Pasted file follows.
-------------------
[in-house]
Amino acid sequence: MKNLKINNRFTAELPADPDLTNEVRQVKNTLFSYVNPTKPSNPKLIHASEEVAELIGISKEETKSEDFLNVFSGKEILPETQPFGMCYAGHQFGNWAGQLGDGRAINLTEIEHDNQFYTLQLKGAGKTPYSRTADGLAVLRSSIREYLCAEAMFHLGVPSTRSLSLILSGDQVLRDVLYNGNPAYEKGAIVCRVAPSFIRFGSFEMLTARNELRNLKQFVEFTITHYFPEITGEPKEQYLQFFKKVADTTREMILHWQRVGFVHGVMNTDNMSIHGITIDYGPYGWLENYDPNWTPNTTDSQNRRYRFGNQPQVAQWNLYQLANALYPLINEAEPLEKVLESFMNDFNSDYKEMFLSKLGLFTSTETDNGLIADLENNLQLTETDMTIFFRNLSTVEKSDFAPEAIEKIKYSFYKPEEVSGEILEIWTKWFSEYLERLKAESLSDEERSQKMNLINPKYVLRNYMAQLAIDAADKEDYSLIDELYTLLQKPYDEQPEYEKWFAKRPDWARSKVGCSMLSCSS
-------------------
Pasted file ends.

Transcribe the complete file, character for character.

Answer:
[in-house]
Amino acid sequence: MKNLKINNRFTAELPADPDLTNEVRQVKNTLFSYVNPTKPSNPKLIHASEEVAELIGISKEETKSEDFLNVFSGKEILPETQPFGMCYAGHQFGNWAGQLGDGRAINLTEIEHDNQFYTLQLKGAGKTPYSRTADGLAVLRSSIREYLCAEAMFHLGVPSTRSLSLILSGDQVLRDVLYNGNPAYEKGAIVCRVAPSFIRFGSFEMLTARNELRNLKQFVEFTITHYFPEITGEPKEQYLQFFKKVADTTREMILHWQRVGFVHGVMNTDNMSIHGITIDYGPYGWLENYDPNWTPNTTDSQNRRYRFGNQPQVAQWNLYQLANALYPLINEAEPLEKVLESFMNDFNSDYKEMFLSKLGLFTSTETDNGLIADLENNLQLTETDMTIFFRNLSTVEKSDFAPEAIEKIKYSFYKPEEVSGEILEIWTKWFSEYLERLKAESLSDEERSQKMNLINPKYVLRNYMAQLAIDAADKEDYSLIDELYTLLQKPYDEQPEYEKWFAKRPDWARSKVGCSMLSCSS